Non so cosa farmene di tutto ciò
I don’t know what (use) to make of all this.

 

Non ho mai davvero saputo che farmene.
I never really knew what to do with it.
(I never really had any use for it.)

 

Non sapeva che farsene di quell’uomo.
He had no use for that man.

 

Non saprebbero che farsene di tutto questo.
They wouldn’t know what to do with all this.

 

There is also a very common idiom in Italian that uses farsene, but it’s meaning is completely idiomatic. It is:

 

farsene una ragione
to come to terms with it

 

But we’ll discuss that phrase next week!

 

How will you use this week’s Italian phrase? Tell us on Facebook!

 

Note: For those of you who just can’t stand not knowing why it’s ne and not ci – in this phrase you’ll notice that the thing being used is preceded by di.

 

della sua bellezza
of her beauty

 

When di is used with a verb (in this case fare) and you want to replace the object with a pronoun, you have to use ne. For a and a host of other prepositions, you use ci.

 

Wait… what language is THAT?

Yabla Italian is an excellent tool to help you develop an ear for spoken Italian. (I use Yabla personally to study three different languages.) With Yabla Italian you will have:

  • verbatim subtitles in Italian
  • access to English subtitles when you need them
  • the ability to turn the subtitles off as you improve
  • quizzes to gauge how well you’re doing

And… this is especially useful… you can slow the video down! Yes! We all know how fast the Italians talk. You know a lot of the words. If you just had a little more time to process them…. Well, now you do!

If you feel your Italian is good enough to watch without Italian (or English) subtitles, this episode of Il Commissario Manara is also available for free from RAI. You will need to fast forward to exactly 48 minutes for the start of Un morto di troppo.

 

What to Study This Week: Avere la testa tra le nuvole

Do you know someone who always has his head in the clouds? Then you will love the latest phrase from our study of Il Commissario Manara on Yabla.

 

Luca and Lara are about to take off on Luca’s motorcycle but Luca has forgotten il pieno, to fill up the tank. But Luca’s sister Teresa knows why and she says:

 

Ah, ma guarda, ha sempre avuto la testa tra le nuvole, lui.
Ah, but look, he has always had his head in the clouds, that one.

 

This one is pretty easy, right? It is, in fact, almost exactly as we say it in English. Here’s the exact literal translation:

 

avere la testa tra/fra le nuvole
to have the head among/between the clouds

 

Note the meaning of tra/fra, we’ll come back to that in a bit.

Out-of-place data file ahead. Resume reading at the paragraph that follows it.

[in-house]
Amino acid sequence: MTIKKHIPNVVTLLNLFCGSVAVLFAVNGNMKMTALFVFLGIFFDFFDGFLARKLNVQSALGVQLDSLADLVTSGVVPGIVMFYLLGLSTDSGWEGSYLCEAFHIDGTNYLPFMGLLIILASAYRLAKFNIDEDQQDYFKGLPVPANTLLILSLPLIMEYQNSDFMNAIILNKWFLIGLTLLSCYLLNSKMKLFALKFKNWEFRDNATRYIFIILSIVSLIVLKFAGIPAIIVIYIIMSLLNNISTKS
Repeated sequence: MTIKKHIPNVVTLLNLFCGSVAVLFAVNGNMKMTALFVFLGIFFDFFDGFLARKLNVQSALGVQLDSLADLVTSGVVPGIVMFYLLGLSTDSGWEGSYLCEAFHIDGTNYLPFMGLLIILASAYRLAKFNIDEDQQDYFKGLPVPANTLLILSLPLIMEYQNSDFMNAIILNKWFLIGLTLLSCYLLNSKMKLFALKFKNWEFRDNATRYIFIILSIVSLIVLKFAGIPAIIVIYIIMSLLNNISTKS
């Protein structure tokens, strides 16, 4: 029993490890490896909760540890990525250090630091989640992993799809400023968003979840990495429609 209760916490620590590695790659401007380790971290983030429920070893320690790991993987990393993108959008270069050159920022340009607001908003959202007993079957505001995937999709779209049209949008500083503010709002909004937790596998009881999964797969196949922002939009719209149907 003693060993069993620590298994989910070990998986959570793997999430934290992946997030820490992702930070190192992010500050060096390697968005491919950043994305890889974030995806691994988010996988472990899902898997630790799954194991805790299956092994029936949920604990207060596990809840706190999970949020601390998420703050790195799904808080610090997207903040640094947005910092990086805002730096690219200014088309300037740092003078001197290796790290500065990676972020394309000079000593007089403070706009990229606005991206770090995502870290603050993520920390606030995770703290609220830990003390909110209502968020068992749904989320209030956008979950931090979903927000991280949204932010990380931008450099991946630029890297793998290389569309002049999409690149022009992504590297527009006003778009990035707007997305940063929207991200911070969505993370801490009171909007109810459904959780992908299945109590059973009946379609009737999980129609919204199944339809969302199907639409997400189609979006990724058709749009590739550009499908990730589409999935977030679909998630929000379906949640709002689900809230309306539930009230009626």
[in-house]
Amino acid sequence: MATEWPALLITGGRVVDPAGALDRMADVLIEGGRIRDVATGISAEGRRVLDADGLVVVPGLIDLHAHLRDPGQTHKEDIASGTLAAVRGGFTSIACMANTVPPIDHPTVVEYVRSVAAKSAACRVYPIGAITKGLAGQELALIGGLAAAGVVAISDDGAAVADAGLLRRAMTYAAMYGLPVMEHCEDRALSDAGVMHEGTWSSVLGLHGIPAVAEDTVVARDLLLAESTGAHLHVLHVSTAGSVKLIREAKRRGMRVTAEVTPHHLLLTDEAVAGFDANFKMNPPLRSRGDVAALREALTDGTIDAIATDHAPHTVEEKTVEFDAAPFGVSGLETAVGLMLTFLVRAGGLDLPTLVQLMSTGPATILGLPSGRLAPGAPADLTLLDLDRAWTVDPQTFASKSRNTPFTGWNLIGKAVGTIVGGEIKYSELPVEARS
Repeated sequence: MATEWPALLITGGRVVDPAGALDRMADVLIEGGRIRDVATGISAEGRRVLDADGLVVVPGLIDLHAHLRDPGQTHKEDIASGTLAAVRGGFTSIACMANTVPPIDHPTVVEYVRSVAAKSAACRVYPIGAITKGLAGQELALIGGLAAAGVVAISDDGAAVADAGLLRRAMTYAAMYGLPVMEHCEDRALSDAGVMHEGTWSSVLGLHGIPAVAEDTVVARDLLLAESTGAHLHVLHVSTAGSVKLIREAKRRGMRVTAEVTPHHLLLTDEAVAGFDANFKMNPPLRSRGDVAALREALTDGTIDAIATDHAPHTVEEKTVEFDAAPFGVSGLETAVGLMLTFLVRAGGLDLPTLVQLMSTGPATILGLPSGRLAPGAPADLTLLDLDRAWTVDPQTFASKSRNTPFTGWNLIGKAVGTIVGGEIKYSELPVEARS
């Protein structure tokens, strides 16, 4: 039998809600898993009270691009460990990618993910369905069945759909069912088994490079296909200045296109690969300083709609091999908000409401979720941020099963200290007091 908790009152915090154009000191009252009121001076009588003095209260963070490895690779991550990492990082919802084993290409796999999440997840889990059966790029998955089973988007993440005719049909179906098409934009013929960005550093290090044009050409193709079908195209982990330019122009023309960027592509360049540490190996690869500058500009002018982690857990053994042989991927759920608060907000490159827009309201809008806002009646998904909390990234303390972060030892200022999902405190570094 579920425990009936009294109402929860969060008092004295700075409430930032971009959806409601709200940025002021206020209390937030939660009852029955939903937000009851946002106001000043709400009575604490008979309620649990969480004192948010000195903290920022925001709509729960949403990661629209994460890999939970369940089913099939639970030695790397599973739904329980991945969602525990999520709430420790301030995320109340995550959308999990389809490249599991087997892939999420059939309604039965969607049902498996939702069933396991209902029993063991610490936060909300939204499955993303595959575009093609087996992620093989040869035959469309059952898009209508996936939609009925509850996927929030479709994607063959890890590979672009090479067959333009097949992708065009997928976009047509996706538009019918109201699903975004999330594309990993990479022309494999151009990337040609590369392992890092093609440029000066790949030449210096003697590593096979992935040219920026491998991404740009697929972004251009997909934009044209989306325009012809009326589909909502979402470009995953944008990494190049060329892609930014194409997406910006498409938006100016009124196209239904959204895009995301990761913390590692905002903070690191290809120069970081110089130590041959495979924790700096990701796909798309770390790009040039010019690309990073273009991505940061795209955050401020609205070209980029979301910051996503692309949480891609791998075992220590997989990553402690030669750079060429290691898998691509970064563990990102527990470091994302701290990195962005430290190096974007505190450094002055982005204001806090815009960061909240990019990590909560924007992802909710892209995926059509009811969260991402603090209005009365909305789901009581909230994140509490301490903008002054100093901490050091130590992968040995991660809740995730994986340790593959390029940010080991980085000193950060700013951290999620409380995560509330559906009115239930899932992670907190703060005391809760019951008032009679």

Here are some more examples from Reverso:

 

Maggie aveva sempre la testa tra le nuvole.
Maggie always had her head in the clouds.

 

Sì, scusa, ho la testa tra le nuvole.
Yes, excuse me, I have my head in the clouds.

 

Artù ha la testa fra le nuvole.
Arthur has his head in the clouds.

 

Mi dispiace, credo di avere la testa tra le nuvole.
I’m sorry, I believe I have my head in the clouds.

 

Dovete scusare mio fratello, ha la testa tra le nuvole.
You must excuse my brother, he has his head in the clouds.

 

Quel ragazzo ha la testa fra le nuvole ultimamente.
That kid has his head in the clouds lately.

 

Non lo so, mi sembra uno con la testa tra le nuvole.

I don’t know, he seems like someone with his head in the clouds.

 

Sei sempre con la testa tra le nuvole!
You always have your head in the clouds.

 

So, as always with the Italian language, there is an interesting question here. Should you use tra or fra? According to Google, they are about evenly used with tra coming out ahead by a small margin. Fra seems to roll off the tongue easier for me in this instance, but the characters in Il Commissario Manara seem to prefer testa tra le nuvole.

 

But is there actually a difference?

 

Well, even some native Italians aren’t sure, as this discussion from Word Reference indicates. But, for the most part Italians agree, they are perfectly interchangeable. So why are there two? Mainly for purposes of euphony. Italians don’t like too many repeated sounds in the same sentence. Hence, if you need to use tra twice in the same sentence, it sounds better to the Italian ear to switch the second one to fra (or vice versa).

 

For example, there are a few very phrases that use fra or tra and could end up back to back. Fra poco, for example, means in a little while, or soon. Detto fra noi means just between us, between you and me and the fence post so to speak.

 

Detto tra noi, fra poco tornerò.
Just between us, in a little while I’ll be back.